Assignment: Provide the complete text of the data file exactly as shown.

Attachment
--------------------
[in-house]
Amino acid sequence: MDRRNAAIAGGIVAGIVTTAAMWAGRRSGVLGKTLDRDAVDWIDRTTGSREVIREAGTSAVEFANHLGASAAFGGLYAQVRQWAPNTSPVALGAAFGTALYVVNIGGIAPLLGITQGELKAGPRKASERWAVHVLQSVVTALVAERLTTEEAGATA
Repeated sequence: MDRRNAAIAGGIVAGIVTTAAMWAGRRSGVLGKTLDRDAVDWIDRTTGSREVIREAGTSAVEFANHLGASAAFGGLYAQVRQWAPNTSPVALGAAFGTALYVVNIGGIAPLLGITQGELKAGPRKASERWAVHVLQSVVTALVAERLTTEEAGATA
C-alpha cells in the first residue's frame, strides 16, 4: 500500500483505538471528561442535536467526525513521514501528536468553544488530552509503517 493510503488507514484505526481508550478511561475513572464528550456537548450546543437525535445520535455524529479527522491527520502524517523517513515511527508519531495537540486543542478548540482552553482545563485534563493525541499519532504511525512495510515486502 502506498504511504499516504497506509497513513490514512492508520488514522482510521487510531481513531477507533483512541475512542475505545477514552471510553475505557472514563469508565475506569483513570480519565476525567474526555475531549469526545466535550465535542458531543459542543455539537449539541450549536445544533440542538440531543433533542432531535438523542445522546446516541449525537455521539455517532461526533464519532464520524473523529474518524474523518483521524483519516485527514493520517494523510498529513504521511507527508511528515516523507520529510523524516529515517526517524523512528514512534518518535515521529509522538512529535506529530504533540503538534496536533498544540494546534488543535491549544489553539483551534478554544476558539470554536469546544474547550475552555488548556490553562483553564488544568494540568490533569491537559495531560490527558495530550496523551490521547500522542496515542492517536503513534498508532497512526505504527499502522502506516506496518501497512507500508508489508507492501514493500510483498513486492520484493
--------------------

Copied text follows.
[in-house]
Amino acid sequence: MDRRNAAIAGGIVAGIVTTAAMWAGRRSGVLGKTLDRDAVDWIDRTTGSREVIREAGTSAVEFANHLGASAAFGGLYAQVRQWAPNTSPVALGAAFGTALYVVNIGGIAPLLGITQGELKAGPRKASERWAVHVLQSVVTALVAERLTTEEAGATA
Repeated sequence: MDRRNAAIAGGIVAGIVTTAAMWAGRRSGVLGKTLDRDAVDWIDRTTGSREVIREAGTSAVEFANHLGASAAFGGLYAQVRQWAPNTSPVALGAAFGTALYVVNIGGIAPLLGITQGELKAGPRKASERWAVHVLQSVVTALVAERLTTEEAGATA
C-alpha cells in the first residue's frame, strides 16, 4: 500500500483505538471528561442535536467526525513521514501528536468553544488530552509503517 493510503488507514484505526481508550478511561475513572464528550456537548450546543437525535445520535455524529479527522491527520502524517523517513515511527508519531495537540486543542478548540482552553482545563485534563493525541499519532504511525512495510515486502 502506498504511504499516504497506509497513513490514512492508520488514522482510521487510531481513531477507533483512541475512542475505545477514552471510553475505557472514563469508565475506569483513570480519565476525567474526555475531549469526545466535550465535542458531543459542543455539537449539541450549536445544533440542538440531543433533542432531535438523542445522546446516541449525537455521539455517532461526533464519532464520524473523529474518524474523518483521524483519516485527514493520517494523510498529513504521511507527508511528515516523507520529510523524516529515517526517524523512528514512534518518535515521529509522538512529535506529530504533540503538534496536533498544540494546534488543535491549544489553539483551534478554544476558539470554536469546544474547550475552555488548556490553562483553564488544568494540568490533569491537559495531560490527558495530550496523551490521547500522542496515542492517536503513534498508532497512526505504527499502522502506516506496518501497512507500508508489508507492501514493500510483498513486492520484493